Scars of the Earth

Discover Forensic anthropologist Amy Mundorff wants to make the search for the missing safer and more successful. One morning in July 2005, Amy Mundorff rode into the Bosnian countryside, tagging along with a team from the International Commission on Missing Persons. The roads wound past forests, farmland and villages. The group stopped near a filed in a hilly area on the outskirts of a village to meet an informant. From the gestures and the translator’s comments, Mundorff understood that the ground … Read more…

Being Prepared

Nature

When a key member of a team is lost, the work does not have to come to an end.

When Michael Pisaric was two years into his PhD, he travelled to Watson Lake in Canada with his supervisor, Julian Szeicz, and graduate student Tammy Karst-Riddoch, to collect sediment from several lakes in Yukon and in northern British Columbia. Szeicz was a geographer at Queen’s University in Kingston, Canada, who worked on reconstructing ancient climates. The trio hoped that the samples would reveal how climate had influenced tree-line dynamics in the region over the past 10,000 years.

As they trudged through the snow and negotiated a series of switchbacks, a snow avalanche roared down the hill and covered them. When it cleared, Pisaric was buried up to his shoulders and there was no sign of Szeicz. Karst-Riddoch dug Pisaric out and they ran down the hillside to call the Royal Canadian Mounted Police, who recovered Szeicz’s body later that day.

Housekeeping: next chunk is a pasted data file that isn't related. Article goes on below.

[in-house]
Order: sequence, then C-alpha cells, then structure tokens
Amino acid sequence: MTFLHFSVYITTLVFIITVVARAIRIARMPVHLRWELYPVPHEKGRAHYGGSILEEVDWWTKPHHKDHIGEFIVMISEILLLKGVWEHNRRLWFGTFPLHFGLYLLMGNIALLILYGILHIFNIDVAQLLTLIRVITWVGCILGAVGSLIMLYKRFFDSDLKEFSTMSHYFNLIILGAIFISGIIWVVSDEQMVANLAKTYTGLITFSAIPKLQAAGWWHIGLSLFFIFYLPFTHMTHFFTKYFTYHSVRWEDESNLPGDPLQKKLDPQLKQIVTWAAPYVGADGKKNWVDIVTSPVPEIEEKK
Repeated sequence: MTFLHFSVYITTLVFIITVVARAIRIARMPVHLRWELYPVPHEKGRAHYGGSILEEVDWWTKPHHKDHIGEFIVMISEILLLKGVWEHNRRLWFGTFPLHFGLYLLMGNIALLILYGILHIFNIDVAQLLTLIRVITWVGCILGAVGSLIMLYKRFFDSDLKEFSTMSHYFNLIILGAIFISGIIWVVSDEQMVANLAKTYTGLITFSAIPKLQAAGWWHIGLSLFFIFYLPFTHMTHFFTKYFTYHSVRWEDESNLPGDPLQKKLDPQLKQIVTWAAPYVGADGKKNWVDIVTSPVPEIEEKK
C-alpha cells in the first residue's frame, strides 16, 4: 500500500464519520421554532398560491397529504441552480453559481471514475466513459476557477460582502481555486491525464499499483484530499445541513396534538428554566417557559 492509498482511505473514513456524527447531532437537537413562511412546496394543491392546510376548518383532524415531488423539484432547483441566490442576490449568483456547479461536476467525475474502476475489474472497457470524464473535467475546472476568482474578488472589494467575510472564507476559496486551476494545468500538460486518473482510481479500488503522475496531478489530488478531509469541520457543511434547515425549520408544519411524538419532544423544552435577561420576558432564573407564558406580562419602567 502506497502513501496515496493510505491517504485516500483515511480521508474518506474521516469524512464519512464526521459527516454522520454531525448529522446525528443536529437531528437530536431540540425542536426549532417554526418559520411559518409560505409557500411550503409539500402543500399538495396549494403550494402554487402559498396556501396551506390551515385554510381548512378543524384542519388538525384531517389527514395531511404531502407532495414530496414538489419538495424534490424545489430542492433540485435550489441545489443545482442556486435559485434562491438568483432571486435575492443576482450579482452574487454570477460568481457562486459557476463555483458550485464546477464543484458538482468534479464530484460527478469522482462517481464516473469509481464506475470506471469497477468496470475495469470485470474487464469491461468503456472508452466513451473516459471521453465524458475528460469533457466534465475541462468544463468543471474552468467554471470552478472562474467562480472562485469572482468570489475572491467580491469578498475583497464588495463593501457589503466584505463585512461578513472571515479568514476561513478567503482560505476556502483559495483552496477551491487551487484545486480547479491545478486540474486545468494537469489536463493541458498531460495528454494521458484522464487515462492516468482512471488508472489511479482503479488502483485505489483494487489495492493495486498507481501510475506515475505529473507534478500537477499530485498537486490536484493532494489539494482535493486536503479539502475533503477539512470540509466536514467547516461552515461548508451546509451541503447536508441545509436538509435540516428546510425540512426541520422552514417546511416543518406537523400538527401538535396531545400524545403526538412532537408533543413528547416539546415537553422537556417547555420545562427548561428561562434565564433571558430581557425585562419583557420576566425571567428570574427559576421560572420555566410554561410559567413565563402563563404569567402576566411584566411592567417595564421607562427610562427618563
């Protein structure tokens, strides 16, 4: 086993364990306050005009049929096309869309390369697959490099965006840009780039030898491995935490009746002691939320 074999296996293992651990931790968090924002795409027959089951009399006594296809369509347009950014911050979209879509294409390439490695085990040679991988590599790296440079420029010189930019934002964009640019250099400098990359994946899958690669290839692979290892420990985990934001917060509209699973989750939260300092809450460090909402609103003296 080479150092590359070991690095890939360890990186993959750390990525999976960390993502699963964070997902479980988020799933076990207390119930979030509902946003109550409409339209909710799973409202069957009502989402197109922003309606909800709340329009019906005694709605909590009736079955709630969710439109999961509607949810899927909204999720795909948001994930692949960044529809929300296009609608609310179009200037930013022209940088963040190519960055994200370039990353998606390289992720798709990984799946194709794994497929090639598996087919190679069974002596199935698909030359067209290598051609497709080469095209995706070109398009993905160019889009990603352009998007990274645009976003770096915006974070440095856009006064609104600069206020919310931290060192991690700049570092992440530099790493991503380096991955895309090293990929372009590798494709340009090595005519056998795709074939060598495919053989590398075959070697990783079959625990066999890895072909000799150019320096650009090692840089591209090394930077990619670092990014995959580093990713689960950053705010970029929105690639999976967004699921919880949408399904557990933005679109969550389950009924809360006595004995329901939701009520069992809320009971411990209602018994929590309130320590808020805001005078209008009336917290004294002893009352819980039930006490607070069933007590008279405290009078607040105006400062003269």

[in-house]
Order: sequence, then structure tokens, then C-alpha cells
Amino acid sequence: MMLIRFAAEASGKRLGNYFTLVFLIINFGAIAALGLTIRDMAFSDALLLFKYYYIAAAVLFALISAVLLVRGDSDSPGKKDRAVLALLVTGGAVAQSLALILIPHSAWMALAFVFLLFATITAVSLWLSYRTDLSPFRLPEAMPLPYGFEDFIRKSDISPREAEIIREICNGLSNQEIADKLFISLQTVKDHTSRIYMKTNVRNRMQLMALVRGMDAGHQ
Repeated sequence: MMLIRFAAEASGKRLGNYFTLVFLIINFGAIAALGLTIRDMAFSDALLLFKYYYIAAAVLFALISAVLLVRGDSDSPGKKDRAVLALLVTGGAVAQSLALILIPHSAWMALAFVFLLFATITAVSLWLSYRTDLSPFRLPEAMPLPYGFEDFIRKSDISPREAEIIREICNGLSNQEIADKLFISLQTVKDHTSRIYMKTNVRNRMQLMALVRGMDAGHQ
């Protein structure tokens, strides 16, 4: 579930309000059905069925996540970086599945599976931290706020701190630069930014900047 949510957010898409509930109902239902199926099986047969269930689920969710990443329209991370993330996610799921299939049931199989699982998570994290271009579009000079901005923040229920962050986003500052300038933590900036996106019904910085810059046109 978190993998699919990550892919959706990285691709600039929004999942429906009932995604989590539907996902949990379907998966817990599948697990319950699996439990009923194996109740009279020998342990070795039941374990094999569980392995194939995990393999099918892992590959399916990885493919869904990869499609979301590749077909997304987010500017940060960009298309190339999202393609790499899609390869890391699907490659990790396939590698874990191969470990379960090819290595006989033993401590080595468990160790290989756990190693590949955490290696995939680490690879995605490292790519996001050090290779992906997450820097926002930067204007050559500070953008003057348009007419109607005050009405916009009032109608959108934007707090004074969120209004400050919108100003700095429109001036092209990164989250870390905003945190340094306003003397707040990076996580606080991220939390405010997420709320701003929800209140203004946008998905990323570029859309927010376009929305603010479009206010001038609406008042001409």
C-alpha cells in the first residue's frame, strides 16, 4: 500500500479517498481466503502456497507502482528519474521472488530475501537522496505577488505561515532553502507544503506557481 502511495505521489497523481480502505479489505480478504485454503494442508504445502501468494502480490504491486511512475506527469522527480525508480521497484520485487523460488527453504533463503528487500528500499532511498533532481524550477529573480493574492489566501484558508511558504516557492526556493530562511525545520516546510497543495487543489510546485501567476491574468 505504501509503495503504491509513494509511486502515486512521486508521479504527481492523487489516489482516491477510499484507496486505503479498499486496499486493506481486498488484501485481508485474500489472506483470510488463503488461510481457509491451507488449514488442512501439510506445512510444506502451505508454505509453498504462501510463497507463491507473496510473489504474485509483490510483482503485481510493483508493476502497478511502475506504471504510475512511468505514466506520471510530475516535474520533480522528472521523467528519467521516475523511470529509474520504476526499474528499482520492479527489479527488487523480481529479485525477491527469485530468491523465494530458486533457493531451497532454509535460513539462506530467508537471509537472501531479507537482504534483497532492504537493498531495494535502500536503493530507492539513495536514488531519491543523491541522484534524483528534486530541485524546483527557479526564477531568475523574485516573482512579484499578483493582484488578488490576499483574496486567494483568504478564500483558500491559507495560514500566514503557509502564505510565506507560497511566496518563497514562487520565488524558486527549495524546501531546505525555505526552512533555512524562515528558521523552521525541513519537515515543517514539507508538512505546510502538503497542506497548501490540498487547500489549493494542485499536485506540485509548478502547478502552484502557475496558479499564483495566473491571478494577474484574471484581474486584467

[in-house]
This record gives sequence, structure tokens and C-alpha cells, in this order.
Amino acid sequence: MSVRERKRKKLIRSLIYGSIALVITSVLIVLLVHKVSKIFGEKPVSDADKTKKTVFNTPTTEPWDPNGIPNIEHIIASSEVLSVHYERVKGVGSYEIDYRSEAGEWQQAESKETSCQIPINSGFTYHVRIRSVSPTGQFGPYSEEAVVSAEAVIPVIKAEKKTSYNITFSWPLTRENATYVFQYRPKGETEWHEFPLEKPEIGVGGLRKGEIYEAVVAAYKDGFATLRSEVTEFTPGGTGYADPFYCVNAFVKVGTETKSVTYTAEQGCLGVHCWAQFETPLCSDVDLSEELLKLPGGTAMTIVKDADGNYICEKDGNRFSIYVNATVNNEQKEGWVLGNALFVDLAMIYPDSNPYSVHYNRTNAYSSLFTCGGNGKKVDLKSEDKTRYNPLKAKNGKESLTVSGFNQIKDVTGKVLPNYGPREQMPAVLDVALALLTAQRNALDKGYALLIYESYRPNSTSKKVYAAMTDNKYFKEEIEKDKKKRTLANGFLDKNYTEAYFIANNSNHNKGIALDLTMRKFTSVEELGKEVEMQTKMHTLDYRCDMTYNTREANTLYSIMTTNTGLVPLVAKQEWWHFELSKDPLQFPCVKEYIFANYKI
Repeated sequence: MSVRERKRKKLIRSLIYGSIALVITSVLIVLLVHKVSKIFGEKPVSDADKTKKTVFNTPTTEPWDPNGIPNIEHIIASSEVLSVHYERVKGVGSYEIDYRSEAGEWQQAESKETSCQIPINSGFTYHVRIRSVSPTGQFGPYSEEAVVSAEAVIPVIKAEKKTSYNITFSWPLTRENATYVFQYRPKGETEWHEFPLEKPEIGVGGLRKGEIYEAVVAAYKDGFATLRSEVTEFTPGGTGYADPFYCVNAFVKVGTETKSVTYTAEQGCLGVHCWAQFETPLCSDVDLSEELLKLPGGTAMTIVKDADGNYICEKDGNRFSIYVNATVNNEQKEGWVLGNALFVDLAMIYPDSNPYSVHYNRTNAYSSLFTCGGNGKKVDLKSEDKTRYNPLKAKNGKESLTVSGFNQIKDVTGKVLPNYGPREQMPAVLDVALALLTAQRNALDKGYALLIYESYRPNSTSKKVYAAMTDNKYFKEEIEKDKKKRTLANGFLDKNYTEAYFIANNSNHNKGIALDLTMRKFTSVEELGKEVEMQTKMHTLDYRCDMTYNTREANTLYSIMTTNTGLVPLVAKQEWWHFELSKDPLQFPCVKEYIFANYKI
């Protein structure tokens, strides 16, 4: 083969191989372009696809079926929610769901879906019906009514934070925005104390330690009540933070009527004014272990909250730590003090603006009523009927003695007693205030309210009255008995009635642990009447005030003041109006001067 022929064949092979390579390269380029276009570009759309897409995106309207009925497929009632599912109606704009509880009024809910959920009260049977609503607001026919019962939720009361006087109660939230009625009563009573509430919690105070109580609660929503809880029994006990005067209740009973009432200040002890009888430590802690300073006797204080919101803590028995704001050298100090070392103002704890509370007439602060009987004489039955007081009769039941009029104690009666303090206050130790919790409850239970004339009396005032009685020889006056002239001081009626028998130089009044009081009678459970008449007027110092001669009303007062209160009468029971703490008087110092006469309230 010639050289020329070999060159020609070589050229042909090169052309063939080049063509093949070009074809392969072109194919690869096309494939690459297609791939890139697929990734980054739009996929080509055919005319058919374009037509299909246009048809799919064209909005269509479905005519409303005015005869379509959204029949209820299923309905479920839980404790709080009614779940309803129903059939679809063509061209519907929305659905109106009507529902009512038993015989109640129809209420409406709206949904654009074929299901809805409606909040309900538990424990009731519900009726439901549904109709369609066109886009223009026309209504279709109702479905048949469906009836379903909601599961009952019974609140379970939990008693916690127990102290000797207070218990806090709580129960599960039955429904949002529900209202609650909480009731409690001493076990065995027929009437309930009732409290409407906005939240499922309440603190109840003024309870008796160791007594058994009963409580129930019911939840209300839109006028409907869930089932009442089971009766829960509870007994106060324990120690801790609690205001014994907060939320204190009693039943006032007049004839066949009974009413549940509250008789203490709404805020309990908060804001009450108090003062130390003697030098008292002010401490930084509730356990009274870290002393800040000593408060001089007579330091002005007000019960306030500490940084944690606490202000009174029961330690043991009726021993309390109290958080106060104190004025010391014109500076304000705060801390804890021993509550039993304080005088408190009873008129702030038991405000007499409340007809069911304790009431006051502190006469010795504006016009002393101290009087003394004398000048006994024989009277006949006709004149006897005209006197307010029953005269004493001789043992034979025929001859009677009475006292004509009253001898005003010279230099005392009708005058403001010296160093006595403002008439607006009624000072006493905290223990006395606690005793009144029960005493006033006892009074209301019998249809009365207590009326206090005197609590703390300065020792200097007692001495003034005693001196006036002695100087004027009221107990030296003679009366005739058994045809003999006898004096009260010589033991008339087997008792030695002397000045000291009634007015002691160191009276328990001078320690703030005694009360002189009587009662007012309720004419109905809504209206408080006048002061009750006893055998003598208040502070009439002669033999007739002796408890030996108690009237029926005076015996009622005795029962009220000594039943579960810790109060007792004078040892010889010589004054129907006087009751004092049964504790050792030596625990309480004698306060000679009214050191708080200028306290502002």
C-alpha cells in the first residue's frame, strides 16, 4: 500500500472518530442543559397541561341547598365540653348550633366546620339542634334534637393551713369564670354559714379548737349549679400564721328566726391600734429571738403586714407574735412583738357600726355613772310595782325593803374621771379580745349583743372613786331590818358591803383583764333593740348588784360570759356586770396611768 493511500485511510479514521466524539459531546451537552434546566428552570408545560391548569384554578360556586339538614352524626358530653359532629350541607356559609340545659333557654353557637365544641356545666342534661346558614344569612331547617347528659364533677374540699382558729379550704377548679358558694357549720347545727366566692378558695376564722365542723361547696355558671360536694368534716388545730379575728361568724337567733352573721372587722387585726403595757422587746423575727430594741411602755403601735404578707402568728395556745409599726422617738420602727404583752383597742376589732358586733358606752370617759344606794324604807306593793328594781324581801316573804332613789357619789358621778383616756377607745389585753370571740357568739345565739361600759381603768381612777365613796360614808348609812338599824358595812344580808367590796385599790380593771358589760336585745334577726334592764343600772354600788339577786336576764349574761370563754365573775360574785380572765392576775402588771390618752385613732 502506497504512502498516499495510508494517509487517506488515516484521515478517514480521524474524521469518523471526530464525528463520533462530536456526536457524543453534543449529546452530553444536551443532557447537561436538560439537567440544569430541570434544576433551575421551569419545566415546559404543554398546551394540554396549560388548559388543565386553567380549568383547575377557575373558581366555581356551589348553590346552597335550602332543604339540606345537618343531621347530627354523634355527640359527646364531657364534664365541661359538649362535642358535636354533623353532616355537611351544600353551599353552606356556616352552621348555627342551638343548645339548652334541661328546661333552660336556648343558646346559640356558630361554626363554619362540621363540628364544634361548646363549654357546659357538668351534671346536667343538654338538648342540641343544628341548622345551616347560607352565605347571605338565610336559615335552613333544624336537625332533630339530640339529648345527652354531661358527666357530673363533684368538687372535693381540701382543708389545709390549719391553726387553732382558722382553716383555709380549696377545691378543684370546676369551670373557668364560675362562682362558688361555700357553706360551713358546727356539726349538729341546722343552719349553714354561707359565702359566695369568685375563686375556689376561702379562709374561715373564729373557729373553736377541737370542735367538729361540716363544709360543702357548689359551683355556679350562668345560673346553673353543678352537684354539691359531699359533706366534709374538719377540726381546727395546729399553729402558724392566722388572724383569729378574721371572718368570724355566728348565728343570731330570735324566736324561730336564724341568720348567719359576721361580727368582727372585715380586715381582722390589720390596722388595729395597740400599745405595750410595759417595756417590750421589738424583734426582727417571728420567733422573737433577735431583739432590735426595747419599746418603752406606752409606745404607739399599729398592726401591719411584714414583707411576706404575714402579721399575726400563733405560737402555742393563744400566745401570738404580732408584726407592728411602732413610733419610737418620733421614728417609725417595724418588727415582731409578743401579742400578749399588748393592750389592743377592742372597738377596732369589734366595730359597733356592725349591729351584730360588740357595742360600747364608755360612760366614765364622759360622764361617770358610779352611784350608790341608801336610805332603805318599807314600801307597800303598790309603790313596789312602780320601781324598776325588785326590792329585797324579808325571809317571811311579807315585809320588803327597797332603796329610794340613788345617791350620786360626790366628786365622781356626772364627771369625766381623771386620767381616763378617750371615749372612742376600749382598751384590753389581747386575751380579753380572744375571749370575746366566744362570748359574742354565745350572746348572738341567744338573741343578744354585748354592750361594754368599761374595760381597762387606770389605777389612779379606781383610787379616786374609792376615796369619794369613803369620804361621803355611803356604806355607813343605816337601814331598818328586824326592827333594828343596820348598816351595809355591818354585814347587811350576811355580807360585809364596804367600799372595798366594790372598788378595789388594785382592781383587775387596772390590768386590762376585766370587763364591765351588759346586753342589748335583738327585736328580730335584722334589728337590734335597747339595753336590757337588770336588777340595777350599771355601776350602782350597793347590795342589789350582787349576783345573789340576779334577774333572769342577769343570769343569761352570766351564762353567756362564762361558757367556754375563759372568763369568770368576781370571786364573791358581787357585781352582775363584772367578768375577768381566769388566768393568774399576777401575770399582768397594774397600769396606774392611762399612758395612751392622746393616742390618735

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Greenland: A Tale of Fire and Ice

NOVA Next

Are wildfires melting Greenland’s glaciers?

During the summer of 2012, fires exploded across the drought-stricken Colorado Front Range—a heavily populated area where the Great Plains meets the Rockies. One evening in early June, lightning struck a tree in the foothills west of Fort Collins. It ignited a fire that burned quietly for a few days and then rocketed downslope, fueled

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Dept. of Household Sciences

The Last Word on Nothing Division of Rubbing and Scrubbing On a recent quiet Sunday morning, I resolved to clean the caked-on grime on my stove. A roiling pot of pasta had overflowed one night, and in the rush to get plate to table and food to four-year-old’s mouth, the cloudy starchy water had cured onto the enamel around the burner and now refused to budge. Two earlier attempts to remove the gunk with run-of-the-mill household cleansers had been a waste … Read more…

Caribou genetics reveal shadow of climate change

Nature Ancient ice ages that shaped modern caribou populations may foretell animals’ fate in a warmer world. When ice sheets marched across North America 20,000 years ago during the Last Glacial Maximum, they devoured liveable areas for caribou and isolated them from their Eurasian relatives for thousands of years. Now researchers have evidence that such climatic events have sculpted the genetics of North American caribou, which may make the animals unable to adapt to future climate change. “Although the past … Read more…